Through games of August 16, the Mets had used just two catchers all season – John Buck and Anthony Recker. This is due to three main reasons: Buck and Recker stayed healthy, Travis d’Arnaud did not and there was no other catcher who deserved consideration for the spot.
But d’Arnaud finally recovered from his early-season injury and the paternity leave for Buck opened up a spot for him. Now comes word that when Buck returns, the Mets will keep d’Arnaud in the majors. It’s hard to argue with that logic – d’Arnaud is the future and there’s no reason to send him back to Triple-A at this point.
However, someone will have to go and all signs point to Recker being sent to the minors. Recker’s overall numbers are not that impressive – a .193 AVG and a .629 OPS – but he does have one stat that simply should not be ignored. Here is the Mets’ record when their three catchers have started the game:
The Mets have a .459 winning percentage overall but when their backup catcher starts, they somehow play at a .593 clip. This is even more impressive when you consider that Recker did not start one game when the club’s best pitcher was on the mound, as Buck was behind the plate for Matt Harvey’s first 24 starts and d’Arnaud caught him Sunday.
Perhaps if Recker had caught him some, Harvey would have more than nine wins.
It is very possible that Recker’s success is just a small sample size fluke. Still, one cannot help but wonder why manager Terry Collins kept him glued to the bench, especially early in the year when the Mets stumbled after getting off to a solid start. From April 26th through June 14th, the Mets were 14-28. In those 42 games, Buck started 35 times and the club was 11-24.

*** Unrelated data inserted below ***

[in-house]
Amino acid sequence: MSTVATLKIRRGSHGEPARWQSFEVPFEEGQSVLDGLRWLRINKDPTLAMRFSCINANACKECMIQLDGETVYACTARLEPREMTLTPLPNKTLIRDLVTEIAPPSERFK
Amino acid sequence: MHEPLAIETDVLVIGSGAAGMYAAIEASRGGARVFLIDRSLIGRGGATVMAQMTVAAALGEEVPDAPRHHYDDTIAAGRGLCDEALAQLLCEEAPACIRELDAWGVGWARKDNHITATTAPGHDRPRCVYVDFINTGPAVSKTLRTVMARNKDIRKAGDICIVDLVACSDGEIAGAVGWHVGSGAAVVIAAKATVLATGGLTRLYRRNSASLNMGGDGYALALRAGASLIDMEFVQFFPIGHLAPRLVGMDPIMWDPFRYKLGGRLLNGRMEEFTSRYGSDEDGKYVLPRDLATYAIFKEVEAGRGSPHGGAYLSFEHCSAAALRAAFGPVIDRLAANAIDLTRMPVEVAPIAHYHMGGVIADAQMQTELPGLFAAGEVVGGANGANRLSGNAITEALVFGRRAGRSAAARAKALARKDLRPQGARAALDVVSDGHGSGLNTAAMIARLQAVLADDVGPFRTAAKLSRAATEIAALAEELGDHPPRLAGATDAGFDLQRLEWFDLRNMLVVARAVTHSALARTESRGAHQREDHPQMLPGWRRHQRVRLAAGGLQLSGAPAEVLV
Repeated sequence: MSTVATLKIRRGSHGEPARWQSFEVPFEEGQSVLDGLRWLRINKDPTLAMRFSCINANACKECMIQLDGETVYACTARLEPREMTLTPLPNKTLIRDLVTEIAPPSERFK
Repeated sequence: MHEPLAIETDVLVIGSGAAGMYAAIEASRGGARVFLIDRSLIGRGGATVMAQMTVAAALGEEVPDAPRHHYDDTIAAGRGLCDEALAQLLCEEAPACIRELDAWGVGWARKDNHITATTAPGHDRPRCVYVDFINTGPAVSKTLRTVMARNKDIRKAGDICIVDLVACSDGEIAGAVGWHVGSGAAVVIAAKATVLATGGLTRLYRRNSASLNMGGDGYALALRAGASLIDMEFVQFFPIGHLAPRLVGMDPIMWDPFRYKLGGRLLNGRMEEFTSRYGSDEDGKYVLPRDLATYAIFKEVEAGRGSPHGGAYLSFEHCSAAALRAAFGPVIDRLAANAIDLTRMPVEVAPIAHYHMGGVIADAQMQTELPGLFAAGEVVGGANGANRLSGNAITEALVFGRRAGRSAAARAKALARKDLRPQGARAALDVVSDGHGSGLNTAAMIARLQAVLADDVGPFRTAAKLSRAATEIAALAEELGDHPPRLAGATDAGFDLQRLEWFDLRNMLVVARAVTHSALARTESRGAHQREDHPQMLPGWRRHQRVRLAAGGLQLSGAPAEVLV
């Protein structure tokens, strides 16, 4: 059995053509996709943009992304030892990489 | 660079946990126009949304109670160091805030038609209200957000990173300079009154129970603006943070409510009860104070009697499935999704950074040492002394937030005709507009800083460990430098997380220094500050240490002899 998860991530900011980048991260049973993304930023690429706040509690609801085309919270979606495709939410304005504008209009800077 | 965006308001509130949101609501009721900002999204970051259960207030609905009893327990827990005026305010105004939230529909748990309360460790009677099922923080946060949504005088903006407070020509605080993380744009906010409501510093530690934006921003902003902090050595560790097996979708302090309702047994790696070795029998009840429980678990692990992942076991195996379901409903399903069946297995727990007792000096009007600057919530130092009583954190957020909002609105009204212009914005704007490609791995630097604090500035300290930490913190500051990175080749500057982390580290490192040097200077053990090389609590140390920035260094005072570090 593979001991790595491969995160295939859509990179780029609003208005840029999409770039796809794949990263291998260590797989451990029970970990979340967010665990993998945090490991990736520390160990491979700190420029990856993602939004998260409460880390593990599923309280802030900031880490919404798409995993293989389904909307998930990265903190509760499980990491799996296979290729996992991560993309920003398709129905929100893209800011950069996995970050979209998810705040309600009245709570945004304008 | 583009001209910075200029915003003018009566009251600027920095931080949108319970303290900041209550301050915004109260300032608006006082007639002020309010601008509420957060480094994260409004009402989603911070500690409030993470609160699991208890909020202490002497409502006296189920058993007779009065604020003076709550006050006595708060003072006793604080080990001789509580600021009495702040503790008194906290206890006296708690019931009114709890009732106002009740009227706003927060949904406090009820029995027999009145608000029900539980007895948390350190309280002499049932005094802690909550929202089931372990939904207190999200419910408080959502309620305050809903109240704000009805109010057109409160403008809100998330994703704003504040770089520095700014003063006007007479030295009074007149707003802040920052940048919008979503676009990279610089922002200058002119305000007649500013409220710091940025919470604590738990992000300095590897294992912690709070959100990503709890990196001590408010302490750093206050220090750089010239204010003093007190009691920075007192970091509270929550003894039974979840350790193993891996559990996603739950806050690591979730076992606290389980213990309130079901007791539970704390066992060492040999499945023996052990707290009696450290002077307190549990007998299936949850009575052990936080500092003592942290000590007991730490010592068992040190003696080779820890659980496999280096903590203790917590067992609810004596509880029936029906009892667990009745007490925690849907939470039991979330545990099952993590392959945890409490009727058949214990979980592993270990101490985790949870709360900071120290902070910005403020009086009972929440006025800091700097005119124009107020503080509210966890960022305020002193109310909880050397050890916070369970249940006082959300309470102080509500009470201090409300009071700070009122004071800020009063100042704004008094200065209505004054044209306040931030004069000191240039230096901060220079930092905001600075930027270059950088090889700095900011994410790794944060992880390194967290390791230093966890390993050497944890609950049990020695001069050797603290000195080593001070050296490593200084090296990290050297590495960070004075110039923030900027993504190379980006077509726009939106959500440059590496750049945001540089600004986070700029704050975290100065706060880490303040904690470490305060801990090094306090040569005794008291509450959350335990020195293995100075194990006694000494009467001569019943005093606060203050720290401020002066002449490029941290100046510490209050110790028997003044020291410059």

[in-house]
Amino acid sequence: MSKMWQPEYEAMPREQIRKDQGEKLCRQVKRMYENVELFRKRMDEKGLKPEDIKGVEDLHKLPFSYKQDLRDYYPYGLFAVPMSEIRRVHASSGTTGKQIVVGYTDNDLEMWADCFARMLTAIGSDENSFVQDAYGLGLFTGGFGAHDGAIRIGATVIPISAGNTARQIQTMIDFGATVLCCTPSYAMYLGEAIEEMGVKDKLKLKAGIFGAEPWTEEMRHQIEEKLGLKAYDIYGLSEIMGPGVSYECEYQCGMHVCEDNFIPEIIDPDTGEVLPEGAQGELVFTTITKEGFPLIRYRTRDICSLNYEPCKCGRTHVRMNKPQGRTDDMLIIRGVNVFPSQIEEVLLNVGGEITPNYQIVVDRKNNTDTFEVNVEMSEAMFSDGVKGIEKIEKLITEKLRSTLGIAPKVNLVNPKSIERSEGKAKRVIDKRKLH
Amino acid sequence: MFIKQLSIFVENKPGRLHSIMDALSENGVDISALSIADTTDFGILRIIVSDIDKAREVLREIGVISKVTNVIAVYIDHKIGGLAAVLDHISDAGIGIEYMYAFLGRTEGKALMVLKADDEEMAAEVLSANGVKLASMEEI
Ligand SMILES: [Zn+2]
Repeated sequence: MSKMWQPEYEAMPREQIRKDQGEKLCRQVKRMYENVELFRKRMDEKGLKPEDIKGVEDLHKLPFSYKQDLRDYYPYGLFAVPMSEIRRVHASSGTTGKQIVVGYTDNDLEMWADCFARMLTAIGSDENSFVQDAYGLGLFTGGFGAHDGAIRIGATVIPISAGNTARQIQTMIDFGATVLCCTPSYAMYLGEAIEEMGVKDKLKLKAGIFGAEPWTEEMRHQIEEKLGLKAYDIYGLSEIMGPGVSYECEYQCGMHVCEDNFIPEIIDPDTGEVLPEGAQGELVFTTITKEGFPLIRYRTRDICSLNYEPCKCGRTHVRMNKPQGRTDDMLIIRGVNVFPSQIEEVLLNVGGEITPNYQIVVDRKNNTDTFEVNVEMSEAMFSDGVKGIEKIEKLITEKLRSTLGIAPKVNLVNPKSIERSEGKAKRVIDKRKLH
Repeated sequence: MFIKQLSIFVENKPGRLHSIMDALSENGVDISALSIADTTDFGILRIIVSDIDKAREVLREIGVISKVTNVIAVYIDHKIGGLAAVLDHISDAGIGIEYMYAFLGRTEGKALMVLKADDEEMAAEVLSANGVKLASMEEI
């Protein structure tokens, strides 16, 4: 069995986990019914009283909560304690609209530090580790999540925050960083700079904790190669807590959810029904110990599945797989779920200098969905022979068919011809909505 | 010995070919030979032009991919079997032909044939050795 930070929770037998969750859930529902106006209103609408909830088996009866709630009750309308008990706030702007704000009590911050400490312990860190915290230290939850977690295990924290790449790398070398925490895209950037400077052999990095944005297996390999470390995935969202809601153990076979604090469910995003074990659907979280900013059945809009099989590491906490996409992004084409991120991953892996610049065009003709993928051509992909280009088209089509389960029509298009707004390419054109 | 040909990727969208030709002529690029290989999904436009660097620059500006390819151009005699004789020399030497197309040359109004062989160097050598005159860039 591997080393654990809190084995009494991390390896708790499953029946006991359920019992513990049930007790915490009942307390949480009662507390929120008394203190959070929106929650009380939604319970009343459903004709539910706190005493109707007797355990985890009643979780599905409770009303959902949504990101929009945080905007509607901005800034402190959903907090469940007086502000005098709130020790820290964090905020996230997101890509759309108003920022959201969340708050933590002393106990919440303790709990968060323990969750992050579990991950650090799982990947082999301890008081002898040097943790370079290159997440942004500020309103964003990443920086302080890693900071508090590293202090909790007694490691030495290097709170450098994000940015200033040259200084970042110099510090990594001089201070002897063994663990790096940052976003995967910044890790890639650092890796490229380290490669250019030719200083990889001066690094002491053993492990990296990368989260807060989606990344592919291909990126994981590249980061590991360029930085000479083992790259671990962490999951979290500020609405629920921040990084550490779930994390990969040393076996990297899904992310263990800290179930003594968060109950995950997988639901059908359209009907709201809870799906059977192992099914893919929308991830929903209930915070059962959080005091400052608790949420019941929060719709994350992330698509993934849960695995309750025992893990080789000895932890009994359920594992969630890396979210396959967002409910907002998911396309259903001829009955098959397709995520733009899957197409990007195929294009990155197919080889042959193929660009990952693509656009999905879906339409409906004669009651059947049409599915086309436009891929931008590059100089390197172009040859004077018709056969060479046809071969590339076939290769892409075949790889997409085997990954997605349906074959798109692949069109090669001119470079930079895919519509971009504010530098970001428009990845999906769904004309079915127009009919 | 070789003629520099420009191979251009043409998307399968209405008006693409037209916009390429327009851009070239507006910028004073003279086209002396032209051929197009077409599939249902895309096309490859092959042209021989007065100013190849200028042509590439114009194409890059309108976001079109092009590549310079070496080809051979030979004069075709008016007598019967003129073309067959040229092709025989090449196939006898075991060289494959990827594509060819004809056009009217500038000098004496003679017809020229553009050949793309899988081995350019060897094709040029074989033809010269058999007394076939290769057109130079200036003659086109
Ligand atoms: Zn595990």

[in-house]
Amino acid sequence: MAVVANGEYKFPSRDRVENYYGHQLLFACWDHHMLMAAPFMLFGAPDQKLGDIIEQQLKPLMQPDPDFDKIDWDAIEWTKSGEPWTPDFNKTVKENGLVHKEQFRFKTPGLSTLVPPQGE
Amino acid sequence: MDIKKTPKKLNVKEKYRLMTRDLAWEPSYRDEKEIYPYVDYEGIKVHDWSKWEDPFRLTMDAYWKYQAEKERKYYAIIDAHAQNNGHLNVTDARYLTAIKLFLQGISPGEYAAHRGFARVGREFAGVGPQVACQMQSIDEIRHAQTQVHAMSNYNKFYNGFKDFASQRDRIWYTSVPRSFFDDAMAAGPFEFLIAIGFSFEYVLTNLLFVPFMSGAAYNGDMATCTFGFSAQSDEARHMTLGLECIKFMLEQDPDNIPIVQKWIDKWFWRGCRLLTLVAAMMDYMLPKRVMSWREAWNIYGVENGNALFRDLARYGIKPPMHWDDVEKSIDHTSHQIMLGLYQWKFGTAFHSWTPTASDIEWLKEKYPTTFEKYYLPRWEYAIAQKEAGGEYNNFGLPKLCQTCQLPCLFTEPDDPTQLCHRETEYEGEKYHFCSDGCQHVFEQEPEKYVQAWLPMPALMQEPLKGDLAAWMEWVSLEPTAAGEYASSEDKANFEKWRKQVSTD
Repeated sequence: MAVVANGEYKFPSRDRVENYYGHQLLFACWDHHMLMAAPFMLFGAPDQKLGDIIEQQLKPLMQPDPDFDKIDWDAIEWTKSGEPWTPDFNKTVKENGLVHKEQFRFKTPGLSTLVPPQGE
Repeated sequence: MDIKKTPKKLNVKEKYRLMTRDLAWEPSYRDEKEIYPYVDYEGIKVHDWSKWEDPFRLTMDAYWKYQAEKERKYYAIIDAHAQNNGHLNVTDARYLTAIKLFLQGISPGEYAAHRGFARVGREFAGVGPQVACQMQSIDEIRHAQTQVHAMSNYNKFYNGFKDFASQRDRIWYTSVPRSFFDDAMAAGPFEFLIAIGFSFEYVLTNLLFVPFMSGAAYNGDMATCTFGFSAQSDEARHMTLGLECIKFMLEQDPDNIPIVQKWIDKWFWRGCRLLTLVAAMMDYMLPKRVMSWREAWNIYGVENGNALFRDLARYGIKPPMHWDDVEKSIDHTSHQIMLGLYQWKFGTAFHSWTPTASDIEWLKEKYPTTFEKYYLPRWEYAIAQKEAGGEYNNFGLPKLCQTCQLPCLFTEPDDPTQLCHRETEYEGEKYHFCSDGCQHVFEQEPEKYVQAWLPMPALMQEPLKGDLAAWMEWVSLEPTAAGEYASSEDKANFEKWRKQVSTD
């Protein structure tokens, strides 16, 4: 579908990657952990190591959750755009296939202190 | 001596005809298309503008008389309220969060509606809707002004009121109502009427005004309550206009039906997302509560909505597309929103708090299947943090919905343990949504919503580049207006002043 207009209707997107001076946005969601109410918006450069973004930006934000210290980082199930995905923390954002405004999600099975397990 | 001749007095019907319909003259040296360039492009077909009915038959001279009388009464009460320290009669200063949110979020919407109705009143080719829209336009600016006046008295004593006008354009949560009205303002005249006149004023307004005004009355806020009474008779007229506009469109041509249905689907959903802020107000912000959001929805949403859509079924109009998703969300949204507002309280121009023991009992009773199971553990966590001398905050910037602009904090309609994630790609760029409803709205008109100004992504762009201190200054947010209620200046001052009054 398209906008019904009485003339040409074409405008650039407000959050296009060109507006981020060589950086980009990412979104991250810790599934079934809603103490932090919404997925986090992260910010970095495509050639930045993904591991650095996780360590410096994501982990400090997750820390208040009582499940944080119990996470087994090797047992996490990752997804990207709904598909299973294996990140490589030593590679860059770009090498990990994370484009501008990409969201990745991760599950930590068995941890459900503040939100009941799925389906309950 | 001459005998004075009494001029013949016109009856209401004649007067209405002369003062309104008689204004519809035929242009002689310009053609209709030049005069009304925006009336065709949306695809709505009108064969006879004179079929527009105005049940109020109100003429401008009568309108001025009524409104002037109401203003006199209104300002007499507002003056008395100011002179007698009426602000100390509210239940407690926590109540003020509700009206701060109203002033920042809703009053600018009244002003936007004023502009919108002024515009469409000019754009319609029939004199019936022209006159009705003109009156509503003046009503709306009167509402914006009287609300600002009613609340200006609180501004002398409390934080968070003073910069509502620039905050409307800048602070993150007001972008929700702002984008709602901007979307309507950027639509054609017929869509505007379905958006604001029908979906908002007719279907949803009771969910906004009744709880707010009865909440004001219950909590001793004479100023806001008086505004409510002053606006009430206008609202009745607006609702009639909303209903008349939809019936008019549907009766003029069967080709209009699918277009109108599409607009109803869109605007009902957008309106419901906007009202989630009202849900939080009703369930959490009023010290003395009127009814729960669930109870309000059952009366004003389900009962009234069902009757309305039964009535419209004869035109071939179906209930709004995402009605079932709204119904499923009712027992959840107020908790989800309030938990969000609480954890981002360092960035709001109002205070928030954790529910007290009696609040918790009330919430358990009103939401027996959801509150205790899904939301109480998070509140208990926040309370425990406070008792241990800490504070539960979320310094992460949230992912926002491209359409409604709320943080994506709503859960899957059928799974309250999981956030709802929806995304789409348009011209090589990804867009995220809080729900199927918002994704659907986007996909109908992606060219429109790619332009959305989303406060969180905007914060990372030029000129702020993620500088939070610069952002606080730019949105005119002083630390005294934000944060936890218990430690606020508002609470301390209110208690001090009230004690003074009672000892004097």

Buck was white-hot through most of April and it made sense to ride him as long as his hot hitting lasted. But Collins kept writing his name in the lineup day after day, even when his hitting was dreadful. In the span listed above, Buck had a .575 OPS.
One of the criticisms of Collins is that he rides players too long and it certainly appeared to be the case with Buck. Most managers look to give their starting catchers one or two days off each week, a number that goes up if they are on the wrong side of 30. Buck turned 33 in July.
Regardless, as we look to the future, we know that d’Arnaud is the club’s starting catcher in 2014. The question is who do they pick as his backup. Buck has won praise for his handling of the pitching staff, along with his work mentoring d’Arnaud, but will he be content in a backup role? He’s played 100 or more games seven of the past nine seasons and currently sits at 99 games.
Meanwhile, Recker currently has two options remaining, although if they send him down as expected early this week, he’ll burn one of those. Still, it means the Mets could retain him in the organization even if they decide to go with Buck as the 2014 backup, provided they either keep him on the 40-man over the winter or he goes through the Rule 5 draft without being selected.
Everyone talks about the money coming off the books this season and how the Mets will have cash to spend this winter. If that is true then bringing back Buck as a backup seems like a decent play. But if this offseason follows the previous ones under Alderson, where the club had very limited funds to spend, then they should be happy to go with Recker as their backup at a league minimum salary.
Only three times in franchise history have the Mets used only two catchers in an entire season. The last time was in the strike-shortened 1994 season, when Todd Hundley was backed up by Kelly Stinnett. The last full season where it happened was 1987, with Gary Carter and Barry Lyons. The first time it happened was 1970, when Jerry Grote took time away from Duffy Dyer.